Using unusual extramural studies placements to prepare for a veterinary career

Rachel Garty, final year vet student

Embarking on extramural study (EMS) placements is an exciting time for us vet students. Apart from anything else, the experience can help us to mould our future careers.

Early along my path to joining the profession I decided to intercalate, which I did between the preclinical and clinical stages of my course at the Royal Veterinary College. Gaining a degree in comparative pathology was not the only benefit; the year gave me time to consider what I needed in order to give myself the best chance of having a stimulating and long-lasting veterinary career, and how I could go about achieving it.

Throughout my time at vet school, I have taken lots of opportunities – I have explored research possibilities, spent an educational summer on Cornell University’s Veterinary Leadership Program (which counts as EMS) and I have been mentored by vets who have left general practice. Encouraged by my experiences, I set about booking placements involving many different veterinary roles.

These have included spending time with the Dogs Trust, APHA border control, APHA veterinary investigation centres, the chief veterinary officer for Wales, a specialist poultry practice, the Vet Record and In Practice team at the BMJ, and a variety of corporate and independent farm, equine and small animal practices. Further searches revealed EMS placements in industry and with pathology laboratories, and externships abroad.

Fundamentally, we have two options when booking EMS. Many focus on gaining clinical skills that will be useful in general practice; others, like me, also explore opportunities to shadow vets with different professional roles.

We can also choose to complete more EMS than is stipulated by the RCVS. I took advantage of this.

It’s possible that opening students’ eyes to a broad range of opportunities through EMS could help reduce future attrition of the workforce. New graduates aren’t always aware of the diversity of potential careers that are available and once we start work it can be difficult to explore other options. The final year of the veterinary course provides time for budding vets to explore these options.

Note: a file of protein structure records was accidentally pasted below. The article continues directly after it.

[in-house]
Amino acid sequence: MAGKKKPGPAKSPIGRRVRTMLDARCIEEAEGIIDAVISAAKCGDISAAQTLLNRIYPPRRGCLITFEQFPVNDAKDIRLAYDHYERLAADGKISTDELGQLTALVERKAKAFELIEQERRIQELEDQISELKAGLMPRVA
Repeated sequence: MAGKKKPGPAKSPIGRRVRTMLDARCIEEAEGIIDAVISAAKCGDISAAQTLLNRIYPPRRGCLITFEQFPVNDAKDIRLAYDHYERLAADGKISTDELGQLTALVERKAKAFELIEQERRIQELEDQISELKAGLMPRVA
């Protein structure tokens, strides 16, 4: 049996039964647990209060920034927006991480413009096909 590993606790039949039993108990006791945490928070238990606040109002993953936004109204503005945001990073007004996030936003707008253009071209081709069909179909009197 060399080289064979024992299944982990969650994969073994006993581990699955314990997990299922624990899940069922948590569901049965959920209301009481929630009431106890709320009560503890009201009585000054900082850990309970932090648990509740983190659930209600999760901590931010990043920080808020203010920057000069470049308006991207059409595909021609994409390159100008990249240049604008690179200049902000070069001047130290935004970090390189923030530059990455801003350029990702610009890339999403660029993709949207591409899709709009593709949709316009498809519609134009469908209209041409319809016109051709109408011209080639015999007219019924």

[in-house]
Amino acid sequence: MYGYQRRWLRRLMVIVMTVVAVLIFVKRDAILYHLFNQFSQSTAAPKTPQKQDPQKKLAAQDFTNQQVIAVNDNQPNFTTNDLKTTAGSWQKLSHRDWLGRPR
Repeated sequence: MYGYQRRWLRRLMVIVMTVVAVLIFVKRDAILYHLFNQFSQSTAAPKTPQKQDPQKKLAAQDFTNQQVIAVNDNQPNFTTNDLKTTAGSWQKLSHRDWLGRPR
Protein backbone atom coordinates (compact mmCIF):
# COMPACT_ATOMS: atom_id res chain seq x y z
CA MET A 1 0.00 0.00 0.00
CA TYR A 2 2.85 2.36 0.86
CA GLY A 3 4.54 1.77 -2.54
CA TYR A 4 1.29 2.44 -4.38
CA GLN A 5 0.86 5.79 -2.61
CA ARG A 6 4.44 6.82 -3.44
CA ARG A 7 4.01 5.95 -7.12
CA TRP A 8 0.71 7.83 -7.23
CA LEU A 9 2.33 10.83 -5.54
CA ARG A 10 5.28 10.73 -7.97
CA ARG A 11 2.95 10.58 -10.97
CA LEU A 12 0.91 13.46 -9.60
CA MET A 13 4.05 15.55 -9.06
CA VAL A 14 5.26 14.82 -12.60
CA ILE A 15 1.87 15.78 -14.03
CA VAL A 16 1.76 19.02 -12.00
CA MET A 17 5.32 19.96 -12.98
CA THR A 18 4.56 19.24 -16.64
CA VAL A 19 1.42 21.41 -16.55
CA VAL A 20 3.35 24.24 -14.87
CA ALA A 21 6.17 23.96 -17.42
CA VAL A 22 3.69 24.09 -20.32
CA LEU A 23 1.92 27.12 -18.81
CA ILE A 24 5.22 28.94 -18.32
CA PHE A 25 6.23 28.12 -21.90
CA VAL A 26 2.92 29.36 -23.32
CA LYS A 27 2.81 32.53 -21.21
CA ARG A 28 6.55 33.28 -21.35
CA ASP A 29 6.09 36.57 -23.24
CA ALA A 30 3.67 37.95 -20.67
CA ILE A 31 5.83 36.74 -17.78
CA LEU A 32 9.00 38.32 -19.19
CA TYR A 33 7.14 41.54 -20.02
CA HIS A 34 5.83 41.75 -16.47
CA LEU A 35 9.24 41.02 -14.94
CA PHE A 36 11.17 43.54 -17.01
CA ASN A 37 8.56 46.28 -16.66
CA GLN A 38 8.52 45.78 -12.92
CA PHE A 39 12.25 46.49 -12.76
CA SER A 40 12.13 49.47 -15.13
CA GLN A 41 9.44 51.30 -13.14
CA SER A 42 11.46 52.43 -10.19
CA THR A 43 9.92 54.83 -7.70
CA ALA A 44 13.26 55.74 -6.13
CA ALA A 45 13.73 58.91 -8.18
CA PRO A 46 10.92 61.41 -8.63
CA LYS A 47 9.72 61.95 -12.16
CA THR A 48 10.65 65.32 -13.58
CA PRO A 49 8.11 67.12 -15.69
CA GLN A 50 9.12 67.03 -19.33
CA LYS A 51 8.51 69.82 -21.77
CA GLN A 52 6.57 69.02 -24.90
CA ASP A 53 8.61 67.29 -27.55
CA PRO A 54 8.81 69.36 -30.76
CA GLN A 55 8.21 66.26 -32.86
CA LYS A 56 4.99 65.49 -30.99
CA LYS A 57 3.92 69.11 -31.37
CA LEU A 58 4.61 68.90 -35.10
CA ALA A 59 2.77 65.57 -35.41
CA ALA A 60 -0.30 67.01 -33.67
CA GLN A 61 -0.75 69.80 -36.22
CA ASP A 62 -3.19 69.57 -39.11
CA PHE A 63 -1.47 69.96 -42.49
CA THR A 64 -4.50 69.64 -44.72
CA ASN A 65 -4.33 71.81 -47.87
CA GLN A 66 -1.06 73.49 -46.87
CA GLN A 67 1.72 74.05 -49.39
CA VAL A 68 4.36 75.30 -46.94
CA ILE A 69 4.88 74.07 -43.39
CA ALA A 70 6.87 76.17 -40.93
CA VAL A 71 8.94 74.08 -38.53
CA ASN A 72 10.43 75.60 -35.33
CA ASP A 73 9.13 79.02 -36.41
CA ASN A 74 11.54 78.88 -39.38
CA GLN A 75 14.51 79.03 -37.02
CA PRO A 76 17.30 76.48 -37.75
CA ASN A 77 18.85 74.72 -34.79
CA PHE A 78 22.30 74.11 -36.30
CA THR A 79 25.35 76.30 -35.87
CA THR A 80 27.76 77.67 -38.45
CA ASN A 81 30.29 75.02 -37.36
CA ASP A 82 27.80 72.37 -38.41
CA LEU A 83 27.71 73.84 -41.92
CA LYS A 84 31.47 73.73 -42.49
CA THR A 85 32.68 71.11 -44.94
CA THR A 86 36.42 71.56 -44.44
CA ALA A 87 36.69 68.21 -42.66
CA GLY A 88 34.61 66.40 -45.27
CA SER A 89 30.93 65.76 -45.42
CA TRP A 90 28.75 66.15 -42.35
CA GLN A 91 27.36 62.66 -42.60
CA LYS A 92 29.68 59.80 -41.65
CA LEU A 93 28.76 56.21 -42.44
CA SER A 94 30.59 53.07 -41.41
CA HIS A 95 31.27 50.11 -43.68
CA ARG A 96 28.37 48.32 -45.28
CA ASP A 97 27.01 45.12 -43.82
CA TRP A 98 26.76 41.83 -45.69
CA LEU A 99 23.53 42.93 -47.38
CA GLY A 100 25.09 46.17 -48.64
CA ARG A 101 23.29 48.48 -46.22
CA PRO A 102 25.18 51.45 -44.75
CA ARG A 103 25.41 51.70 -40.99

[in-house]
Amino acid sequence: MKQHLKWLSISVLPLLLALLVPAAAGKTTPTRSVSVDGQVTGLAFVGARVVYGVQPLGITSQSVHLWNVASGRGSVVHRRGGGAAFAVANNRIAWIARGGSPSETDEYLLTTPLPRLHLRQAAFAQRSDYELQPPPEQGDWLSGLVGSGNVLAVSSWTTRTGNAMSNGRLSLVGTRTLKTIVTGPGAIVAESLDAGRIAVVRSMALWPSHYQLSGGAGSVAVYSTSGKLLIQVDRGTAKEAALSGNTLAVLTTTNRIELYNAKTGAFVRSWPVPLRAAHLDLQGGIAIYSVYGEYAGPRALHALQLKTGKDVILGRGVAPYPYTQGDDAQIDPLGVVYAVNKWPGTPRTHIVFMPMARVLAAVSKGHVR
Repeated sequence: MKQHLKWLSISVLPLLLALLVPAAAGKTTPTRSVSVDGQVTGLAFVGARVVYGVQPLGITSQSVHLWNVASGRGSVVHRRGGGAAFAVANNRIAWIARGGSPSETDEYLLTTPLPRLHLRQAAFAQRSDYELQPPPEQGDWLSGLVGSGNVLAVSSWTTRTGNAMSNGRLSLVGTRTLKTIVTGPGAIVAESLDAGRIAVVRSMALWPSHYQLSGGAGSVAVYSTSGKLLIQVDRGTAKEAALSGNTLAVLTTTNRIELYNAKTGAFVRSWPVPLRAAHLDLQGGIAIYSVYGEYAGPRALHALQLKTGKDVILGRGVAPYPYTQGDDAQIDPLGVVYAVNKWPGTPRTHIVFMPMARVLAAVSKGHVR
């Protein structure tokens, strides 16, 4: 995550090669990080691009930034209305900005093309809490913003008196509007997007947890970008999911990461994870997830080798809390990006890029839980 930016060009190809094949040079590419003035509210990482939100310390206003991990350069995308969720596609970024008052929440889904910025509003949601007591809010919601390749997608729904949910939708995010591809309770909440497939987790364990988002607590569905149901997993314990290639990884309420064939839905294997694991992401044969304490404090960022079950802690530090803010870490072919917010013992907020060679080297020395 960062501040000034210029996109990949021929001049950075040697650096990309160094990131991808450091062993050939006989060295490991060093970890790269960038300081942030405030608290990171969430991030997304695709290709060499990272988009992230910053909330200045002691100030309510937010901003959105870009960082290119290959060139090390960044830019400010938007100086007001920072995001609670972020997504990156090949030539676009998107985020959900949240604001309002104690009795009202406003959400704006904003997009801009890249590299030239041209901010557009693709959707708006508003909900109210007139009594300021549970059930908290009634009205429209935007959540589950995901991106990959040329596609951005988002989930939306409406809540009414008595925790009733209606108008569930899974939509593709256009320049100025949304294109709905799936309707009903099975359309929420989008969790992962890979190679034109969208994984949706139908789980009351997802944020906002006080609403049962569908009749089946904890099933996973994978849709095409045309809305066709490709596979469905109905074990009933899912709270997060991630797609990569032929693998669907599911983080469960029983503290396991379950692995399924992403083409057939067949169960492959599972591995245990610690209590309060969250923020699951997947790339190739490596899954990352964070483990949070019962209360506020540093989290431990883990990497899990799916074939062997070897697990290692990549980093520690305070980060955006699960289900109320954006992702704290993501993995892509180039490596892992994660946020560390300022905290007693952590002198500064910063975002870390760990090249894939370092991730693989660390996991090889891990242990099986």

In my experience, a limiting factor was finding out what these more unusual EMS options were and, having done so, sometimes having to book placements years in advance.

I found attending conferences and CPD events a good source of information and ideas. They were an opportunity to meet vets with roles I was keen to know more about and provided the opportunity to ask them about what they did. Although time and money are a challenge to completing EMS, I overcame these obstacles with lots of planning and by making grant applications.

'I encourage vets working in a variety of fields to consider placements to help future students'

Most new graduates are likely to start their career in general practice, regardless of where they intend to end up. My EMS placements have added alternative perspectives to clinical work. For example, I have helped with TB testing on farm, yet I also understand the protocols at government level. I have sat in on meetings where outbreak investigations were discussed, and others where the profession’s core issues were debated. These experiences have given me a wide perspective of veterinary issues.

One of the major things I have noticed from meeting vets whatever their level of work – clinical or otherwise – is their ability to be flexible according to their own personal career goals.

After my EMS experiences, I am excited at the prospect of bringing my contribution to general practice using the knowledge and support I have gained so far.

My appeal to vets working in roles that are not considered ‘traditional’ is to consider offering EMS placements to help generate a well-informed new graduate workforce.

I am proud to be entering our profession and greatly appreciate the support it has shown me already.

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